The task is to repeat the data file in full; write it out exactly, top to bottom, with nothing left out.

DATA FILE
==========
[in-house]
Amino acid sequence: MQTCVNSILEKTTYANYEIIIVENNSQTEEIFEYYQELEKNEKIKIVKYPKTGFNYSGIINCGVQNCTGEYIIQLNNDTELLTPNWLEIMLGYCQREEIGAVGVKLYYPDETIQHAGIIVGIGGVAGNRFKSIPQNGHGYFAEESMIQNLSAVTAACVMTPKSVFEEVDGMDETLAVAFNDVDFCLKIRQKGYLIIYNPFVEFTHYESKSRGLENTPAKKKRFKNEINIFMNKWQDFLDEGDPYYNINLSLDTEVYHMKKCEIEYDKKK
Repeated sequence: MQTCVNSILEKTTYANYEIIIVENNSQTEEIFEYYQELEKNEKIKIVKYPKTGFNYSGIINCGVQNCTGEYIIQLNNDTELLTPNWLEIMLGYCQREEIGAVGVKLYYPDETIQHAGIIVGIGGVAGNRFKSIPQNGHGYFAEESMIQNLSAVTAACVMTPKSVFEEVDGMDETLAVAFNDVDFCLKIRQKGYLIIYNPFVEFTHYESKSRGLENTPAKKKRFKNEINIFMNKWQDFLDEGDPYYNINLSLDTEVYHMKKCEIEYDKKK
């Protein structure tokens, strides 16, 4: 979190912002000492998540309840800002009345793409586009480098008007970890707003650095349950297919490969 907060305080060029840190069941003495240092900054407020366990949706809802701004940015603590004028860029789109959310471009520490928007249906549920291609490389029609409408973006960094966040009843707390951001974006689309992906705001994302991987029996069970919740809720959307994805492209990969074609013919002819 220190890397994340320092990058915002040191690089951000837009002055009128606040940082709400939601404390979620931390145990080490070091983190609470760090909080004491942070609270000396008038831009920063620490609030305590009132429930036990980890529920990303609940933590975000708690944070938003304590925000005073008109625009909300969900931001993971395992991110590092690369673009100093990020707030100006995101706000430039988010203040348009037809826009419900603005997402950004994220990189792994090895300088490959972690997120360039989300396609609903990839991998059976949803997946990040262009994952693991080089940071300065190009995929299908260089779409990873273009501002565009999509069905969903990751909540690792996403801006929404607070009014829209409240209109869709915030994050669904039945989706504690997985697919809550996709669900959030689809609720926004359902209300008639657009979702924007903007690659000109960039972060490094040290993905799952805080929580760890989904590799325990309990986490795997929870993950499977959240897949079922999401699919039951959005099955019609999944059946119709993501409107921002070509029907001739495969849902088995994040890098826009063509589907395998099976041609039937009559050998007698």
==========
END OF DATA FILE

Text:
[in-house]
Amino acid sequence: MQTCVNSILEKTTYANYEIIIVENNSQTEEIFEYYQELEKNEKIKIVKYPKTGFNYSGIINCGVQNCTGEYIIQLNNDTELLTPNWLEIMLGYCQREEIGAVGVKLYYPDETIQHAGIIVGIGGVAGNRFKSIPQNGHGYFAEESMIQNLSAVTAACVMTPKSVFEEVDGMDETLAVAFNDVDFCLKIRQKGYLIIYNPFVEFTHYESKSRGLENTPAKKKRFKNEINIFMNKWQDFLDEGDPYYNINLSLDTEVYHMKKCEIEYDKKK
Repeated sequence: MQTCVNSILEKTTYANYEIIIVENNSQTEEIFEYYQELEKNEKIKIVKYPKTGFNYSGIINCGVQNCTGEYIIQLNNDTELLTPNWLEIMLGYCQREEIGAVGVKLYYPDETIQHAGIIVGIGGVAGNRFKSIPQNGHGYFAEESMIQNLSAVTAACVMTPKSVFEEVDGMDETLAVAFNDVDFCLKIRQKGYLIIYNPFVEFTHYESKSRGLENTPAKKKRFKNEINIFMNKWQDFLDEGDPYYNINLSLDTEVYHMKKCEIEYDKKK
């Protein structure tokens, strides 16, 4: 979190912002000492998540309840800002009345793409586009480098008007970890707003650095349950297919490969 907060305080060029840190069941003495240092900054407020366990949706809802701004940015603590004028860029789109959310471009520490928007249906549920291609490389029609409408973006960094966040009843707390951001974006689309992906705001994302991987029996069970919740809720959307994805492209990969074609013919002819 220190890397994340320092990058915002040191690089951000837009002055009128606040940082709400939601404390979620931390145990080490070091983190609470760090909080004491942070609270000396008038831009920063620490609030305590009132429930036990980890529920990303609940933590975000708690944070938003304590925000005073008109625009909300969900931001993971395992991110590092690369673009100093990020707030100006995101706000430039988010203040348009037809826009419900603005997402950004994220990189792994090895300088490959972690997120360039989300396609609903990839991998059976949803997946990040262009994952693991080089940071300065190009995929299908260089779409990873273009501002565009999509069905969903990751909540690792996403801006929404607070009014829209409240209109869709915030994050669904039945989706504690997985697919809550996709669900959030689809609720926004359902209300008639657009979702924007903007690659000109960039972060490094040290993905799952805080929580760890989904590799325990309990986490795997929870993950499977959240897949079922999401699919039951959005099955019609999944059946119709993501409107921002070509029907001739495969849902088995994040890098826009063509589907395998099976041609039937009559050998007698």